ageorge1_FeodoraChioseaGettyImages_doctorsiphonedigital Feodora Chiosea/Getty Images

Taming the Wild West of Digital Health Innovation

Digital innovations in health hold significant promise – and imply serious risks. Only with a clear-eyed assessment of a new technology – including who is responsible for it and who could be left behind if it is deployed – can we ensure that the digital revolution delivers on its promise to improve global health.

CAPE TOWN – Digital technology is revolutionizing our daily lives. Mobile devices monitor our movements, marketing algorithms guide our consumption, and social media shape our worldviews and politics. While such innovations have their advantages, they also carry significant risks, including potentially widening existing inequalities within our societies. This prospect is particularly worrying when it comes to global health.

Sustaining and scaling digital health innovations is hardly an easy process. Of the more than 600 pilot mobile-health initiatives that emerged in the last decade, very few reached delivery at scale, and even fewer were sustained. Nonetheless, some high-profile digital health initiatives – such as MomConnect in South Africa and Mobile Academy, TeCHO+, and ANMOL in India – shifted, at least partly, from donor to government funding. This change is part of an ongoing wave of enthusiasm for new technologies’ potential to improve health systems and in turn, health. It reflects key opportunities to shape the digital health sector in ways that benefit all of society.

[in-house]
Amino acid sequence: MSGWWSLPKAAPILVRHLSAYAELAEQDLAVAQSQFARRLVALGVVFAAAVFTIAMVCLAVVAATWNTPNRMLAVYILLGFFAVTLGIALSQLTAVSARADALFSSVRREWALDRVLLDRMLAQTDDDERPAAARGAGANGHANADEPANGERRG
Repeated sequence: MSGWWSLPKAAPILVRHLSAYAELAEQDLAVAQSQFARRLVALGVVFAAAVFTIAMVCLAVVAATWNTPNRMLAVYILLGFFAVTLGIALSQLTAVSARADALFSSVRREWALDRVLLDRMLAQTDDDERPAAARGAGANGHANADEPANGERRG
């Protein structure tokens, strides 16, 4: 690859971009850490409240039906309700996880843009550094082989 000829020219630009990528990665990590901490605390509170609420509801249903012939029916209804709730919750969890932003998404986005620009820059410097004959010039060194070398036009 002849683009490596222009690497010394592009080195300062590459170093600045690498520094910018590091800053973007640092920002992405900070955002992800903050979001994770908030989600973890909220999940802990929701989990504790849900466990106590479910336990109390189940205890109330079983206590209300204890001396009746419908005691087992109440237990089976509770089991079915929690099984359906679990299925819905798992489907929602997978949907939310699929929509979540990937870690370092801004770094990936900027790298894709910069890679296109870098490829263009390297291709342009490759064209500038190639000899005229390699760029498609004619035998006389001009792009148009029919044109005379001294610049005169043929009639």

To be sure, steps are already being taken to position health-related digital technologies as a disruptive force for good. The World Health Organization (WHO) recently announced the creation of a Department of Digital Health, along with guidelines on digital health interventions.

We hope you're enjoying Project Syndicate.

To continue reading, subscribe now.


Get unlimited access to PS premium content, including in-depth commentaries, book reviews, exclusive interviews, On Point, the Big Picture, the PS Archive, and our annual year-ahead magazine.